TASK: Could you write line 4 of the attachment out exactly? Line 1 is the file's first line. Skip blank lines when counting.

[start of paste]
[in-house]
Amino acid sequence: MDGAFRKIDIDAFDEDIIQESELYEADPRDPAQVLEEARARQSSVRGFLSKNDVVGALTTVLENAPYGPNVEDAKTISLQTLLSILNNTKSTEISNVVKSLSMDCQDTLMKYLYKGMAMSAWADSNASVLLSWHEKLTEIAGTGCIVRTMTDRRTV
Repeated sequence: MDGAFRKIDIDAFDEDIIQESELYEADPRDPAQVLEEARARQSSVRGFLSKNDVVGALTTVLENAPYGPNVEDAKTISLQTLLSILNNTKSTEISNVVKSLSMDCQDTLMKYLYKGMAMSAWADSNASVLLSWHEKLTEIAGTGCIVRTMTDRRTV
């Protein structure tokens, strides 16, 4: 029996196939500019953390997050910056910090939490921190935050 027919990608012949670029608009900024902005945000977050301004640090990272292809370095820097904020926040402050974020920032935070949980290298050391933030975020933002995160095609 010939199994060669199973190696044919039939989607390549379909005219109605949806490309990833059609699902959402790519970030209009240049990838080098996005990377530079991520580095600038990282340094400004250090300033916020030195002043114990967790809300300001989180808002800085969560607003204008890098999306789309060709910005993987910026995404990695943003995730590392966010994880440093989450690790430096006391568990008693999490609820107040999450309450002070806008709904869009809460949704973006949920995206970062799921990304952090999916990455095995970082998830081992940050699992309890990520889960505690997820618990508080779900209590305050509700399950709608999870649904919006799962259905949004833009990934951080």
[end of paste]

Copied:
């Protein structure tokens, strides 16, 4: 029996196939500019953390997050910056910090939490921190935050 027919990608012949670029608009900024902005945000977050301004640090990272292809370095820097904020926040402050974020920032935070949980290298050391933030975020933002995160095609 010939199994060669199973190696044919039939989607390549379909005219109605949806490309990833059609699902959402790519970030209009240049990838080098996005990377530079991520580095600038990282340094400004250090300033916020030195002043114990967790809300300001989180808002800085969560607003204008890098999306789309060709910005993987910026995404990695943003995730590392966010994880440093989450690790430096006391568990008693999490609820107040999450309450002070806008709904869009809460949704973006949920995206970062799921990304952090999916990455095995970082998830081992940050699992309890990520889960505690997820618990508080779900209590305050509700399950709608999870649904919006799962259905949004833009990934951080």